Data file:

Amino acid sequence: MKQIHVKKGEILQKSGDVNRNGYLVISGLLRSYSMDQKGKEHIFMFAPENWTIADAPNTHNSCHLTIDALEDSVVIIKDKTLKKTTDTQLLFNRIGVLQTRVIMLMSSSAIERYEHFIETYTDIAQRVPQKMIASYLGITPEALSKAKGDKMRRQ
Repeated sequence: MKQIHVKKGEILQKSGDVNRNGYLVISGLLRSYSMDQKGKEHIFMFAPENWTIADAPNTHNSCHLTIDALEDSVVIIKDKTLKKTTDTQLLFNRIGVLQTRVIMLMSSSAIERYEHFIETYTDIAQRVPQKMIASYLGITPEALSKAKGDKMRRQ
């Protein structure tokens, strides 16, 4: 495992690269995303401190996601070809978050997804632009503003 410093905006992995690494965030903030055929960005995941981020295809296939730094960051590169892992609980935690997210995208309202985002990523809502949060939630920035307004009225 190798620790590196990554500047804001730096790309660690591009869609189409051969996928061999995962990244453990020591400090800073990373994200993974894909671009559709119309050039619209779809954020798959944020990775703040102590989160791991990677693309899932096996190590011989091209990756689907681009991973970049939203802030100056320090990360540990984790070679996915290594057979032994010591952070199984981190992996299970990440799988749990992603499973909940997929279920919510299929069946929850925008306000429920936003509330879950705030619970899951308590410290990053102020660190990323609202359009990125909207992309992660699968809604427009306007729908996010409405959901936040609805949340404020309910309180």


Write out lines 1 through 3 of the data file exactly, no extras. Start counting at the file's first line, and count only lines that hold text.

Amino acid sequence: MKQIHVKKGEILQKSGDVNRNGYLVISGLLRSYSMDQKGKEHIFMFAPENWTIADAPNTHNSCHLTIDALEDSVVIIKDKTLKKTTDTQLLFNRIGVLQTRVIMLMSSSAIERYEHFIETYTDIAQRVPQKMIASYLGITPEALSKAKGDKMRRQ
Repeated sequence: MKQIHVKKGEILQKSGDVNRNGYLVISGLLRSYSMDQKGKEHIFMFAPENWTIADAPNTHNSCHLTIDALEDSVVIIKDKTLKKTTDTQLLFNRIGVLQTRVIMLMSSSAIERYEHFIETYTDIAQRVPQKMIASYLGITPEALSKAKGDKMRRQ
């Protein structure tokens, strides 16, 4: 495992690269995303401190996601070809978050997804632009503003 410093905006992995690494965030903030055929960005995941981020295809296939730094960051590169892992609980935690997210995208309202985002990523809502949060939630920035307004009225 190798620790590196990554500047804001730096790309660690591009869609189409051969996928061999995962990244453990020591400090800073990373994200993974894909671009559709119309050039619209779809954020798959944020990775703040102590989160791991990677693309899932096996190590011989091209990756689907681009991973970049939203802030100056320090990360540990984790070679996915290594057979032994010591952070199984981190992996299970990440799988749990992603499973909940997929279920919510299929069946929850925008306000429920936003509330879950705030619970899951308590410290990053102020660190990323609202359009990125909207992309992660699968809604427009306007729908996010409405959901936040609805949340404020309910309180």